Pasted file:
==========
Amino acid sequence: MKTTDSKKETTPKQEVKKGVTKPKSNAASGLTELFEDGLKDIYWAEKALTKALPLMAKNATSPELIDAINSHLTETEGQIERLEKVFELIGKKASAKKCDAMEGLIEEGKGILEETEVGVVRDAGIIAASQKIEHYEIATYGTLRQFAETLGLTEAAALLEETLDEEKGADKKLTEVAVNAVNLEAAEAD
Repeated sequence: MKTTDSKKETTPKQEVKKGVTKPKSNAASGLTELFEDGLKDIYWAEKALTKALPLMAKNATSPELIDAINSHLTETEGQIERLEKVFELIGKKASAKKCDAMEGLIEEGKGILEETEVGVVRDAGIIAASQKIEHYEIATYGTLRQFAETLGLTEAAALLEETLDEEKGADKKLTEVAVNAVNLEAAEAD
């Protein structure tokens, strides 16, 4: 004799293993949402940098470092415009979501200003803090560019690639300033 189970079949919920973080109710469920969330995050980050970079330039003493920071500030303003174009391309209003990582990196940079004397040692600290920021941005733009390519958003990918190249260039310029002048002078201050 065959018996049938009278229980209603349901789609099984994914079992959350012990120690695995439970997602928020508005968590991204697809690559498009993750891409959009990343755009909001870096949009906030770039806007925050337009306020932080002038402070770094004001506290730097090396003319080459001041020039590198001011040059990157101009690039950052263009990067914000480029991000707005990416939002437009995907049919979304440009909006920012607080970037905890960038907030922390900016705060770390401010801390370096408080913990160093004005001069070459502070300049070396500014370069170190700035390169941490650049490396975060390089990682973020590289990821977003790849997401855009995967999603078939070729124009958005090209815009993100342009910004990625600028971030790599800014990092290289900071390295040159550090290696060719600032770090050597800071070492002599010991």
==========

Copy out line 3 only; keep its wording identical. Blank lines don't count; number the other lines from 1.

């Protein structure tokens, strides 16, 4: 004799293993949402940098470092415009979501200003803090560019690639300033 189970079949919920973080109710469920969330995050980050970079330039003493920071500030303003174009391309209003990582990196940079004397040692600290920021941005733009390519958003990918190249260039310029002048002078201050 065959018996049938009278229980209603349901789609099984994914079992959350012990120690695995439970997602928020508005968590991204697809690559498009993750891409959009990343755009909001870096949009906030770039806007925050337009306020932080002038402070770094004001506290730097090396003319080459001041020039590198001011040059990157101009690039950052263009990067914000480029991000707005990416939002437009995907049919979304440009909006920012607080970037905890960038907030922390900016705060770390401010801390370096408080913990160093004005001069070459502070300049070396500014370069170190700035390169941490650049490396975060390089990682973020590289990821977003790849997401855009995967999603078939070729124009958005090209815009993100342009910004990625600028971030790599800014990092290289900071390295040159550090290696060719600032770090050597800071070492002599010991």